Low-cost retrofit table enters peripheral MR angiography market

August 30, 2000

MR providers who want to do peripheral run-offs now have an alternative to the sophisticated and costly solutions offered by OEMs.A pair of entrepreneurs, a radiologist and a physicist at William Beaumont Hospital in Royal Oak, MI, are hawking a patient

MR providers who want to do peripheral run-offs now have an alternative to the sophisticated and costly solutions offered by OEMs.

A pair of entrepreneurs, a radiologist and a physicist at William Beaumont Hospital in Royal Oak, MI, are hawking a patient table they say can be retrofitted to MRI scanners manufactured by major vendors, including GE, Siemens, and Marconi.

The table is mounted on top of the one built into the scanner. Rather than operating automatically and advancing under software command—as do OEM-manufactured stepping tables—the retrofit table is manually advanced by the technologist.

"The idea was to develop a cost-effective alternative to what industry has come up with," said Anil Shetty, Ph.D., chief of MR physics at Beaumont. "This mechanical one is less expensive and achieves the same result as an automatic system."

Priced at about $50,000, the Stepping Kinematic Imaging Platform (SKIP) compares favorably with ones offered by OEMs, which cost end users between $100,000 and $250,000, Shetty said.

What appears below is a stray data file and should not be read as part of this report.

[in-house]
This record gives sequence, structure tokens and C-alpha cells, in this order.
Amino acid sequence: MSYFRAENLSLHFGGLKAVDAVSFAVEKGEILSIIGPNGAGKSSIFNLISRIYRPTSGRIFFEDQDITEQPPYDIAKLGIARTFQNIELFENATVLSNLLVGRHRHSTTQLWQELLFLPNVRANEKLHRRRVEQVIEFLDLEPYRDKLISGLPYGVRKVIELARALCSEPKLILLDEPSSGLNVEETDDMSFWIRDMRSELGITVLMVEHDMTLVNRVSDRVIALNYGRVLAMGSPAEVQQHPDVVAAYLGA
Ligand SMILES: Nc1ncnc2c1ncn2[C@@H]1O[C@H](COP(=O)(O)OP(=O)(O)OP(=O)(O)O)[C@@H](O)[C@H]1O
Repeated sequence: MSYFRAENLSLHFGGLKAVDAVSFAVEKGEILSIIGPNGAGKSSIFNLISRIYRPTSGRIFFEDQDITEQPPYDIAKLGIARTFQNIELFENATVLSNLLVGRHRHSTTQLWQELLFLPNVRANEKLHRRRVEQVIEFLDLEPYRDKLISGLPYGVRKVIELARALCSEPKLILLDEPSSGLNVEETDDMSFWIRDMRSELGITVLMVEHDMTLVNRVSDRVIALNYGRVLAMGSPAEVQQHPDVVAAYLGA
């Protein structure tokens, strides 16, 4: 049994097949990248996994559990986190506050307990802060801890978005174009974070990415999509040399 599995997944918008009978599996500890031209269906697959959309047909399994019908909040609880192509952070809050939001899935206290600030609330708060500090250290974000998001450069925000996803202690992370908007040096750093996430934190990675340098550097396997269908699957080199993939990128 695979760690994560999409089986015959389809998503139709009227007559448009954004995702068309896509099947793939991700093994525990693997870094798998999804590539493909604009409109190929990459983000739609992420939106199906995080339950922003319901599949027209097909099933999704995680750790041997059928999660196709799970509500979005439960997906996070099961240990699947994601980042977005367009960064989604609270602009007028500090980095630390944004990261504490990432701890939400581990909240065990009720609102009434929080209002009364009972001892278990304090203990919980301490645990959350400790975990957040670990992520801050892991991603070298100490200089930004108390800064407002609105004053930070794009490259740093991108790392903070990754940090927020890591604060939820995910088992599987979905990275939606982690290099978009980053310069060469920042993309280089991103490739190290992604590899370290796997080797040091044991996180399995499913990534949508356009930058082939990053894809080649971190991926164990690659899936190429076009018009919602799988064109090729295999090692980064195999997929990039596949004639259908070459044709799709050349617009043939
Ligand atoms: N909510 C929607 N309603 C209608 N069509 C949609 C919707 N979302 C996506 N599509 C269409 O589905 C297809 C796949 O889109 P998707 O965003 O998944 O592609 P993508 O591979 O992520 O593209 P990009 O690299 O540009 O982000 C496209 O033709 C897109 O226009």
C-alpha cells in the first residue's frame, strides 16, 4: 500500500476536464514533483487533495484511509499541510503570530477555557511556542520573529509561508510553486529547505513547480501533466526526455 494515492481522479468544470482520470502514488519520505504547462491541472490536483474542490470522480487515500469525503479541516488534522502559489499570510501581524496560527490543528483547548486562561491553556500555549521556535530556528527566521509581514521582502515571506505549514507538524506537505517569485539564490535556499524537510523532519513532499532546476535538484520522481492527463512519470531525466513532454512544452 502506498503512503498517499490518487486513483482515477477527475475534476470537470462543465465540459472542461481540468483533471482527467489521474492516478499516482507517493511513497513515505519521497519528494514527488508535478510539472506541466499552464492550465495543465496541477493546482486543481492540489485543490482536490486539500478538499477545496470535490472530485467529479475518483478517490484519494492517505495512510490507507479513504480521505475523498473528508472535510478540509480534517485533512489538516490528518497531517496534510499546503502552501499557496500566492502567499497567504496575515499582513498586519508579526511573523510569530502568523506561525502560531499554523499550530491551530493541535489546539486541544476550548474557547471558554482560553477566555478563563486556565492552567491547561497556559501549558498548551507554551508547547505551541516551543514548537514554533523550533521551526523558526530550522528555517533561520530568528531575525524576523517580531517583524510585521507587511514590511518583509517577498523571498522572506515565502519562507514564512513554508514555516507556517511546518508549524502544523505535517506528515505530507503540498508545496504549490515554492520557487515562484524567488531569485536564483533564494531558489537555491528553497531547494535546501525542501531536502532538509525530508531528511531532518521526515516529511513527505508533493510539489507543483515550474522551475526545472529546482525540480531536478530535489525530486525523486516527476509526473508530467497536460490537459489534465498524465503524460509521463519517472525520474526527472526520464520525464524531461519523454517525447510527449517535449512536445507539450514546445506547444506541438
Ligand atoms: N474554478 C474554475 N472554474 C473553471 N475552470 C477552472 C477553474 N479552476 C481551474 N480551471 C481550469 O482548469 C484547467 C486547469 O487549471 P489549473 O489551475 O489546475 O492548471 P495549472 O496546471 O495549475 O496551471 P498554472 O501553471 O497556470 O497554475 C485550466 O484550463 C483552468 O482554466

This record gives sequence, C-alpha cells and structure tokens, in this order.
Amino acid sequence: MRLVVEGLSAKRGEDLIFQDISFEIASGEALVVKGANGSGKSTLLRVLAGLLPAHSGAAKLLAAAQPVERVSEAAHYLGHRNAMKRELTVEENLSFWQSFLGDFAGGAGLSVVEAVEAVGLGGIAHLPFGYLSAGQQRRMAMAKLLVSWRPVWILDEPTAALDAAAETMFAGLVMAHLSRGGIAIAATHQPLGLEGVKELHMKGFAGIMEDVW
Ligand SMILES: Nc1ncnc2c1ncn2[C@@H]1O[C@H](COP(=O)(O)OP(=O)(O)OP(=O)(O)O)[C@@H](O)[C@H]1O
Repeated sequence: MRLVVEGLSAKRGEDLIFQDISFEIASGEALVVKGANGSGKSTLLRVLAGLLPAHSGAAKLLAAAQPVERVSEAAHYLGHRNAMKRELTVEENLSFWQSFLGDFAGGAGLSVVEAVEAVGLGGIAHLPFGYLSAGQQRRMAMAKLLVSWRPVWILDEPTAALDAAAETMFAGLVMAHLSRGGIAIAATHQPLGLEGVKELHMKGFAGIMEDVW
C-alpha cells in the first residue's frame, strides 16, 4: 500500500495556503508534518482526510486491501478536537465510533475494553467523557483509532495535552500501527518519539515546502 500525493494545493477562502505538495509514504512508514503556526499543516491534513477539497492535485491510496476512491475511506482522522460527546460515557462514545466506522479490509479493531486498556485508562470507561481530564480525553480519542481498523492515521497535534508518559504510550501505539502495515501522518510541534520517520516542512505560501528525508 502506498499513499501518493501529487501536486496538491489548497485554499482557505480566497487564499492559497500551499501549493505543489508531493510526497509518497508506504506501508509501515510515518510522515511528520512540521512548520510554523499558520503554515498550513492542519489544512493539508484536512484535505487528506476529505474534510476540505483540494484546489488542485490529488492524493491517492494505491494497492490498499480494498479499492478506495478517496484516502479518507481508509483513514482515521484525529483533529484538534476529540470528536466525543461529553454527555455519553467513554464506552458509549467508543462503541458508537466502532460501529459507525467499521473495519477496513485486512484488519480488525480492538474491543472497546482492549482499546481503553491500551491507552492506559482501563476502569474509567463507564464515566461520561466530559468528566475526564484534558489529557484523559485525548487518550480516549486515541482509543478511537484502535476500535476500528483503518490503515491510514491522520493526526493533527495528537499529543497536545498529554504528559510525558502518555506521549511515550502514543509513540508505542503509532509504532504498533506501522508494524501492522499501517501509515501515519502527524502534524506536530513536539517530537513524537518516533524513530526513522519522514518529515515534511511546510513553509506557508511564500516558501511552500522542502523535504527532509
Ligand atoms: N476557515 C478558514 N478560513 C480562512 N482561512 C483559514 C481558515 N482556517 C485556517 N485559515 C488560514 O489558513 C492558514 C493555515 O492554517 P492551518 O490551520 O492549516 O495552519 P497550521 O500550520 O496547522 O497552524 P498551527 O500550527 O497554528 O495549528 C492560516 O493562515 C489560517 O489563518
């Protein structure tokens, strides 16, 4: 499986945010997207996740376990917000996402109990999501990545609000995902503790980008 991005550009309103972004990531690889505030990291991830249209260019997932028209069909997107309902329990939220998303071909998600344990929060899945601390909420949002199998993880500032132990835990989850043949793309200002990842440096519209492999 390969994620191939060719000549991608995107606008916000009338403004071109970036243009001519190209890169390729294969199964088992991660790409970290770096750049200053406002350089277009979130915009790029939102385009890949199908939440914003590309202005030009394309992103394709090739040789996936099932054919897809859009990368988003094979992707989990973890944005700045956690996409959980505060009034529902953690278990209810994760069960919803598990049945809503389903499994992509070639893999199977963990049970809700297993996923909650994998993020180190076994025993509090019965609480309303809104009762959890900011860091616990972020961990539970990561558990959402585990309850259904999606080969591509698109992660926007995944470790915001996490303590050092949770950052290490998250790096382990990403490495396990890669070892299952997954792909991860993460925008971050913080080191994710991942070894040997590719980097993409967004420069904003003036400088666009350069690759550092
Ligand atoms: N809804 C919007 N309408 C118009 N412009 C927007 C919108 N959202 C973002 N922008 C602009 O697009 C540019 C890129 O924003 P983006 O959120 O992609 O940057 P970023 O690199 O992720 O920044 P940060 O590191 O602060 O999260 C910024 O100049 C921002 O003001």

(GE executives who were asked to confirm the cost of upgrading an MRI scanner with one of their own stepping tables refused, stating only that the cost depends on the system being upgraded.)

The lower cost of the retrofit is achieved through the simplicity of the system. Spring-loaded plungers are set at increments of 30, 40, and 48 cm. A 15-second pulse sequence repeats three or four times. Five-second pauses between each sequence give the technologist enough time to move the patient from one position to the next, thereby following the bolus of MR contrast down the abdominal aorta to vasculature in the toes in a single injection.

"When the machine stops making sound, the operator knows to move the patient to the next station," Shetty said.

Mechanical operation takes the place of motors and gears, software to step the table, and specialized coils, Shetty said. This keeps the cost of the system down. The patented invention was also relatively easy to get through FDA clearance, which was achieved late last year.

The first SKIP table began operating at Beaumont in December 1999. Shetty and his partner, Kostaki Bis, chief of MR research at the hospital, placed their first system outside Beaumont last month. Their company, Magnetic Moments, has since delivered three other SKIPs. These early customers, they hope, will serve as reference sites for interested customers who want to see the product in operation.

Shetty and Bis decided to sell the product directly to end users after receiving little interest from OEMs.

"After we got our patent and 510(k) (clearance from the FDA), we approached GE and Siemens," Shetty said. "We got the impression that they liked the idea but weren't interested, because they were pushing their own ideas."